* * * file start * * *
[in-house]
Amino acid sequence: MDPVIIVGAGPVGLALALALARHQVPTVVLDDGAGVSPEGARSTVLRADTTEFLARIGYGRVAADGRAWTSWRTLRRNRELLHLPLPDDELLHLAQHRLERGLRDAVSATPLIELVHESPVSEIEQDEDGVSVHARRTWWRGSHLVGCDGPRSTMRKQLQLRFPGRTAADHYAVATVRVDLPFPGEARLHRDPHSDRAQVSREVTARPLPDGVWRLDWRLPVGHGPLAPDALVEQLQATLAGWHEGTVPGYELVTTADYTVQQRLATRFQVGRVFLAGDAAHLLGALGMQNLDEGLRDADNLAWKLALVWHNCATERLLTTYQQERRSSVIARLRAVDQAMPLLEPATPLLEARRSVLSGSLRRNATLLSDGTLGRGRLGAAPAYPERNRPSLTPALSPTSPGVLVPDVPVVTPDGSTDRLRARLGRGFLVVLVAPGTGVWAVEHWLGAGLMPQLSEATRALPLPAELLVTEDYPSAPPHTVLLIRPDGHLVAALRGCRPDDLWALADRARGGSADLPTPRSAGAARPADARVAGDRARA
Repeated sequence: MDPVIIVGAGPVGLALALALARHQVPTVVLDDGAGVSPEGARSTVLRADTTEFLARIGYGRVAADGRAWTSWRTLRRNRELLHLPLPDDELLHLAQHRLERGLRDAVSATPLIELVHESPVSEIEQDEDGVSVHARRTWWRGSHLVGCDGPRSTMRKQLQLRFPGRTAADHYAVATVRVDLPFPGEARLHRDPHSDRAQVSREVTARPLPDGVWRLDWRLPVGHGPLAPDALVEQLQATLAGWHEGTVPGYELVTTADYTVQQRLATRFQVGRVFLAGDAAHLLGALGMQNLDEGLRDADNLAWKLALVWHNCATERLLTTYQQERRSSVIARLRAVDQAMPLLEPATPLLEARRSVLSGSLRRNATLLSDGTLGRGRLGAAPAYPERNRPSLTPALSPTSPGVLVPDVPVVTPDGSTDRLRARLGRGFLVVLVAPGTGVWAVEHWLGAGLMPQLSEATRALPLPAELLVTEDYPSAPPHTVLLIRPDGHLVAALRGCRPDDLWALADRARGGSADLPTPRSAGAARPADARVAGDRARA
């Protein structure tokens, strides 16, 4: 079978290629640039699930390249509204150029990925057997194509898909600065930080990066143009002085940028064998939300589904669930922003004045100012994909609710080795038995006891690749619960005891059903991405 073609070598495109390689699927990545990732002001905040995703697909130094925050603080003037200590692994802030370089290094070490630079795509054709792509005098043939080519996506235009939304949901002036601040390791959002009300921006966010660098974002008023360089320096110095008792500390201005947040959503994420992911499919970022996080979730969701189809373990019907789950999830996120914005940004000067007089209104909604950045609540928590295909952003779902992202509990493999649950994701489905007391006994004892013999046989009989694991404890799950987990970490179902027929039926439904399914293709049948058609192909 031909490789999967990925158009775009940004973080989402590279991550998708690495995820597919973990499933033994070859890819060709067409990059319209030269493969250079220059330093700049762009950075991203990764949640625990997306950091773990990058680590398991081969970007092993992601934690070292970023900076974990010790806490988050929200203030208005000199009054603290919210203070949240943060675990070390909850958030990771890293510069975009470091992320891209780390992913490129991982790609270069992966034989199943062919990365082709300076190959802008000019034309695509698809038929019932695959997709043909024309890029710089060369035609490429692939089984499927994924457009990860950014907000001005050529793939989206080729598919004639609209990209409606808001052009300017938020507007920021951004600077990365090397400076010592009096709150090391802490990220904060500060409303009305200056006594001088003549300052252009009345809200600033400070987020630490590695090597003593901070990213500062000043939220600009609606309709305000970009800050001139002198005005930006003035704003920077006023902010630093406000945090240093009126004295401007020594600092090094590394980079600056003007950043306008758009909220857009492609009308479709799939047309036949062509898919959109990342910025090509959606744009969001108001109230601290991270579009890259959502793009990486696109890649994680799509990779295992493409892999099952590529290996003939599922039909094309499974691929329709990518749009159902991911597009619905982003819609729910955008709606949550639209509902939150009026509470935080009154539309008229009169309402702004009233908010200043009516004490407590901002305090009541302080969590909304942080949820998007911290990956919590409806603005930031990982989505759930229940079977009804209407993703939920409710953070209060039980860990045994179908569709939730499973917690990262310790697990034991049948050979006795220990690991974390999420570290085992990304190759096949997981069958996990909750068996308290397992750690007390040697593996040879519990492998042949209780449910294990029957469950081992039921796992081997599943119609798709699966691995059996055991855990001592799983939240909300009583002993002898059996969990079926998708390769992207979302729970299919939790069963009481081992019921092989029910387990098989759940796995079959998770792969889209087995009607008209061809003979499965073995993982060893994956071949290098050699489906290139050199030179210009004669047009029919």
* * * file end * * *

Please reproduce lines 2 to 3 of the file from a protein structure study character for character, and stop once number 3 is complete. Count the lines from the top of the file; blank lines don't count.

Amino acid sequence: MDPVIIVGAGPVGLALALALARHQVPTVVLDDGAGVSPEGARSTVLRADTTEFLARIGYGRVAADGRAWTSWRTLRRNRELLHLPLPDDELLHLAQHRLERGLRDAVSATPLIELVHESPVSEIEQDEDGVSVHARRTWWRGSHLVGCDGPRSTMRKQLQLRFPGRTAADHYAVATVRVDLPFPGEARLHRDPHSDRAQVSREVTARPLPDGVWRLDWRLPVGHGPLAPDALVEQLQATLAGWHEGTVPGYELVTTADYTVQQRLATRFQVGRVFLAGDAAHLLGALGMQNLDEGLRDADNLAWKLALVWHNCATERLLTTYQQERRSSVIARLRAVDQAMPLLEPATPLLEARRSVLSGSLRRNATLLSDGTLGRGRLGAAPAYPERNRPSLTPALSPTSPGVLVPDVPVVTPDGSTDRLRARLGRGFLVVLVAPGTGVWAVEHWLGAGLMPQLSEATRALPLPAELLVTEDYPSAPPHTVLLIRPDGHLVAALRGCRPDDLWALADRARGGSADLPTPRSAGAARPADARVAGDRARA
Repeated sequence: MDPVIIVGAGPVGLALALALARHQVPTVVLDDGAGVSPEGARSTVLRADTTEFLARIGYGRVAADGRAWTSWRTLRRNRELLHLPLPDDELLHLAQHRLERGLRDAVSATPLIELVHESPVSEIEQDEDGVSVHARRTWWRGSHLVGCDGPRSTMRKQLQLRFPGRTAADHYAVATVRVDLPFPGEARLHRDPHSDRAQVSREVTARPLPDGVWRLDWRLPVGHGPLAPDALVEQLQATLAGWHEGTVPGYELVTTADYTVQQRLATRFQVGRVFLAGDAAHLLGALGMQNLDEGLRDADNLAWKLALVWHNCATERLLTTYQQERRSSVIARLRAVDQAMPLLEPATPLLEARRSVLSGSLRRNATLLSDGTLGRGRLGAAPAYPERNRPSLTPALSPTSPGVLVPDVPVVTPDGSTDRLRARLGRGFLVVLVAPGTGVWAVEHWLGAGLMPQLSEATRALPLPAELLVTEDYPSAPPHTVLLIRPDGHLVAALRGCRPDDLWALADRARGGSADLPTPRSAGAARPADARVAGDRARA